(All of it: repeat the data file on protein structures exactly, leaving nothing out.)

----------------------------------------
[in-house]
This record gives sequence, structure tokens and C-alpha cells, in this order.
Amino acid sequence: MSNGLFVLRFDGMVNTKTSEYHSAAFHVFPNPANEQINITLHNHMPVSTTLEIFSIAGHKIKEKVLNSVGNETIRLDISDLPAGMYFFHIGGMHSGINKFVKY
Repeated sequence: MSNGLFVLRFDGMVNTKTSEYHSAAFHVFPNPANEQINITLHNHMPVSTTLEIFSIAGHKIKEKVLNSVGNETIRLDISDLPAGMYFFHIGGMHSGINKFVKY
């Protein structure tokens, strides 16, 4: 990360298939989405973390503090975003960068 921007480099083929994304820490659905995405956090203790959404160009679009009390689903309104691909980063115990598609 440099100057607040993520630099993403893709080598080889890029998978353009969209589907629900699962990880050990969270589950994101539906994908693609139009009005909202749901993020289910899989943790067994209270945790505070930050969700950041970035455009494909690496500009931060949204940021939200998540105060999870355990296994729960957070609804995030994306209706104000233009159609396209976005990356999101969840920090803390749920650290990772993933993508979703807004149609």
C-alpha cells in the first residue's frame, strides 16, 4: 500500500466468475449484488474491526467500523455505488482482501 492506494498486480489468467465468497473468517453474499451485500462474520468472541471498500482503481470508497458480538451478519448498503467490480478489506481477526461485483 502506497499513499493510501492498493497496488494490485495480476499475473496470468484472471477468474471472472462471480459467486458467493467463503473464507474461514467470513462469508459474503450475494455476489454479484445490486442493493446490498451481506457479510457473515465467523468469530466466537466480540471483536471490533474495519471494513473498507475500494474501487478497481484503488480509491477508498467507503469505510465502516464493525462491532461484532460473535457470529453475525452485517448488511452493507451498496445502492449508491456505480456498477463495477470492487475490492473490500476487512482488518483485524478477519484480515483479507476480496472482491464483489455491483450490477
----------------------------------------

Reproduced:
[in-house]
This record gives sequence, structure tokens and C-alpha cells, in this order.
Amino acid sequence: MSNGLFVLRFDGMVNTKTSEYHSAAFHVFPNPANEQINITLHNHMPVSTTLEIFSIAGHKIKEKVLNSVGNETIRLDISDLPAGMYFFHIGGMHSGINKFVKY
Repeated sequence: MSNGLFVLRFDGMVNTKTSEYHSAAFHVFPNPANEQINITLHNHMPVSTTLEIFSIAGHKIKEKVLNSVGNETIRLDISDLPAGMYFFHIGGMHSGINKFVKY
């Protein structure tokens, strides 16, 4: 990360298939989405973390503090975003960068 921007480099083929994304820490659905995405956090203790959404160009679009009390689903309104691909980063115990598609 440099100057607040993520630099993403893709080598080889890029998978353009969209589907629900699962990880050990969270589950994101539906994908693609139009009005909202749901993020289910899989943790067994209270945790505070930050969700950041970035455009494909690496500009931060949204940021939200998540105060999870355990296994729960957070609804995030994306209706104000233009159609396209976005990356999101969840920090803390749920650290990772993933993508979703807004149609």
C-alpha cells in the first residue's frame, strides 16, 4: 500500500466468475449484488474491526467500523455505488482482501 492506494498486480489468467465468497473468517453474499451485500462474520468472541471498500482503481470508497458480538451478519448498503467490480478489506481477526461485483 502506497499513499493510501492498493497496488494490485495480476499475473496470468484472471477468474471472472462471480459467486458467493467463503473464507474461514467470513462469508459474503450475494455476489454479484445490486442493493446490498451481506457479510457473515465467523468469530466466537466480540471483536471490533474495519471494513473498507475500494474501487478497481484503488480509491477508498467507503469505510465502516464493525462491532461484532460473535457470529453475525452485517448488511452493507451498496445502492449508491456505480456498477463495477470492487475490492473490500476487512482488518483485524478477519484480515483479507476480496472482491464483489455491483450490477